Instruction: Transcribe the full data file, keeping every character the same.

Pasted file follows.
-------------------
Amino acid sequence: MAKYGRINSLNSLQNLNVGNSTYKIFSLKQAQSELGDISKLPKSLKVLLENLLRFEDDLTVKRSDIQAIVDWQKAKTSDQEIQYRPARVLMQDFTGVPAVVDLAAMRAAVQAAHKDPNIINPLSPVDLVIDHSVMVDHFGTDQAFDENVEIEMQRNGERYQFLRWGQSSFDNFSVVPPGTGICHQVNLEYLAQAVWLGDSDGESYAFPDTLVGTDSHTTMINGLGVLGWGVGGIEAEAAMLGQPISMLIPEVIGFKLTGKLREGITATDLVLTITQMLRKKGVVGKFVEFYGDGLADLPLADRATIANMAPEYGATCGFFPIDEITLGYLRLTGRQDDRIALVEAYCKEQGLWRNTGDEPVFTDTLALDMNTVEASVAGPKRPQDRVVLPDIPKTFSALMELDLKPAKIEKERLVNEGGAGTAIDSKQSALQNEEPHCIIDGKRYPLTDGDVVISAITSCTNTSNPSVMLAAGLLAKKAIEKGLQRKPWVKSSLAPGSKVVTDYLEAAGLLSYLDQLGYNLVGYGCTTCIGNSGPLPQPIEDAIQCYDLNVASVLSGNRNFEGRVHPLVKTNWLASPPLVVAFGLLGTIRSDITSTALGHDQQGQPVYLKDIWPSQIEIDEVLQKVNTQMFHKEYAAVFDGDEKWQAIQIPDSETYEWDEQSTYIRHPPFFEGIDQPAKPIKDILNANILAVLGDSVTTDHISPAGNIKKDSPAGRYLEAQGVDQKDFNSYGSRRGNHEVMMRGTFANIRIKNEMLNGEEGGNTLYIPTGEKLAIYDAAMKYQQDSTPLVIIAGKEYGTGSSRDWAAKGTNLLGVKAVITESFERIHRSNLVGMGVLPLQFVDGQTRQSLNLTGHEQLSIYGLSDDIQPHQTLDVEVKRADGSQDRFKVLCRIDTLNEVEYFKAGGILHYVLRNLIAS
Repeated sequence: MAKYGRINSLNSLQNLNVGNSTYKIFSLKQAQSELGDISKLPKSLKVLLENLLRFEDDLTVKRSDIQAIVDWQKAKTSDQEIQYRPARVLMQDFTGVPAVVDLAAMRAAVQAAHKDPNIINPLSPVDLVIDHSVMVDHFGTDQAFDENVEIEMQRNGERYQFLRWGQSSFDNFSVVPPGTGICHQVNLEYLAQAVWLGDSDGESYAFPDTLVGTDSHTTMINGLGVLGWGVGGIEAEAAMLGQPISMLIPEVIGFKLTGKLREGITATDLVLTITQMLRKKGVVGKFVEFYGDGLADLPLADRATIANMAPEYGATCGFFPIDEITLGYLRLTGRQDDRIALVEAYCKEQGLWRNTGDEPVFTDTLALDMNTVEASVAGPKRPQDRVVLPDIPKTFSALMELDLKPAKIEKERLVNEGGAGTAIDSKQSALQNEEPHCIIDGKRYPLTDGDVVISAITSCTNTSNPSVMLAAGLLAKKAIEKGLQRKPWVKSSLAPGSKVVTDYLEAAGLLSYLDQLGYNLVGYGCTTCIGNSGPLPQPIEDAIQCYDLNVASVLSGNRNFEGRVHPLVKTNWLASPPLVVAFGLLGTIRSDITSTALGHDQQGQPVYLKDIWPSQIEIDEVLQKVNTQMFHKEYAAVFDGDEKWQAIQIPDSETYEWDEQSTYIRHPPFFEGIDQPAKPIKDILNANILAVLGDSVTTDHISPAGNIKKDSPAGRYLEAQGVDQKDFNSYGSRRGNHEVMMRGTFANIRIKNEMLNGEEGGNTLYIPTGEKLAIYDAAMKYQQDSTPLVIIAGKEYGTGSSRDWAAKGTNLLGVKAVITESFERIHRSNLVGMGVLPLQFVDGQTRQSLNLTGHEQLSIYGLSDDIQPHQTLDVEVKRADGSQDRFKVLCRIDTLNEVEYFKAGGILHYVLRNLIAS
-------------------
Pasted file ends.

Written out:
Amino acid sequence: MAKYGRINSLNSLQNLNVGNSTYKIFSLKQAQSELGDISKLPKSLKVLLENLLRFEDDLTVKRSDIQAIVDWQKAKTSDQEIQYRPARVLMQDFTGVPAVVDLAAMRAAVQAAHKDPNIINPLSPVDLVIDHSVMVDHFGTDQAFDENVEIEMQRNGERYQFLRWGQSSFDNFSVVPPGTGICHQVNLEYLAQAVWLGDSDGESYAFPDTLVGTDSHTTMINGLGVLGWGVGGIEAEAAMLGQPISMLIPEVIGFKLTGKLREGITATDLVLTITQMLRKKGVVGKFVEFYGDGLADLPLADRATIANMAPEYGATCGFFPIDEITLGYLRLTGRQDDRIALVEAYCKEQGLWRNTGDEPVFTDTLALDMNTVEASVAGPKRPQDRVVLPDIPKTFSALMELDLKPAKIEKERLVNEGGAGTAIDSKQSALQNEEPHCIIDGKRYPLTDGDVVISAITSCTNTSNPSVMLAAGLLAKKAIEKGLQRKPWVKSSLAPGSKVVTDYLEAAGLLSYLDQLGYNLVGYGCTTCIGNSGPLPQPIEDAIQCYDLNVASVLSGNRNFEGRVHPLVKTNWLASPPLVVAFGLLGTIRSDITSTALGHDQQGQPVYLKDIWPSQIEIDEVLQKVNTQMFHKEYAAVFDGDEKWQAIQIPDSETYEWDEQSTYIRHPPFFEGIDQPAKPIKDILNANILAVLGDSVTTDHISPAGNIKKDSPAGRYLEAQGVDQKDFNSYGSRRGNHEVMMRGTFANIRIKNEMLNGEEGGNTLYIPTGEKLAIYDAAMKYQQDSTPLVIIAGKEYGTGSSRDWAAKGTNLLGVKAVITESFERIHRSNLVGMGVLPLQFVDGQTRQSLNLTGHEQLSIYGLSDDIQPHQTLDVEVKRADGSQDRFKVLCRIDTLNEVEYFKAGGILHYVLRNLIAS
Repeated sequence: MAKYGRINSLNSLQNLNVGNSTYKIFSLKQAQSELGDISKLPKSLKVLLENLLRFEDDLTVKRSDIQAIVDWQKAKTSDQEIQYRPARVLMQDFTGVPAVVDLAAMRAAVQAAHKDPNIINPLSPVDLVIDHSVMVDHFGTDQAFDENVEIEMQRNGERYQFLRWGQSSFDNFSVVPPGTGICHQVNLEYLAQAVWLGDSDGESYAFPDTLVGTDSHTTMINGLGVLGWGVGGIEAEAAMLGQPISMLIPEVIGFKLTGKLREGITATDLVLTITQMLRKKGVVGKFVEFYGDGLADLPLADRATIANMAPEYGATCGFFPIDEITLGYLRLTGRQDDRIALVEAYCKEQGLWRNTGDEPVFTDTLALDMNTVEASVAGPKRPQDRVVLPDIPKTFSALMELDLKPAKIEKERLVNEGGAGTAIDSKQSALQNEEPHCIIDGKRYPLTDGDVVISAITSCTNTSNPSVMLAAGLLAKKAIEKGLQRKPWVKSSLAPGSKVVTDYLEAAGLLSYLDQLGYNLVGYGCTTCIGNSGPLPQPIEDAIQCYDLNVASVLSGNRNFEGRVHPLVKTNWLASPPLVVAFGLLGTIRSDITSTALGHDQQGQPVYLKDIWPSQIEIDEVLQKVNTQMFHKEYAAVFDGDEKWQAIQIPDSETYEWDEQSTYIRHPPFFEGIDQPAKPIKDILNANILAVLGDSVTTDHISPAGNIKKDSPAGRYLEAQGVDQKDFNSYGSRRGNHEVMMRGTFANIRIKNEMLNGEEGGNTLYIPTGEKLAIYDAAMKYQQDSTPLVIIAGKEYGTGSSRDWAAKGTNLLGVKAVITESFERIHRSNLVGMGVLPLQFVDGQTRQSLNLTGHEQLSIYGLSDDIQPHQTLDVEVKRADGSQDRFKVLCRIDTLNEVEYFKAGGILHYVLRNLIAS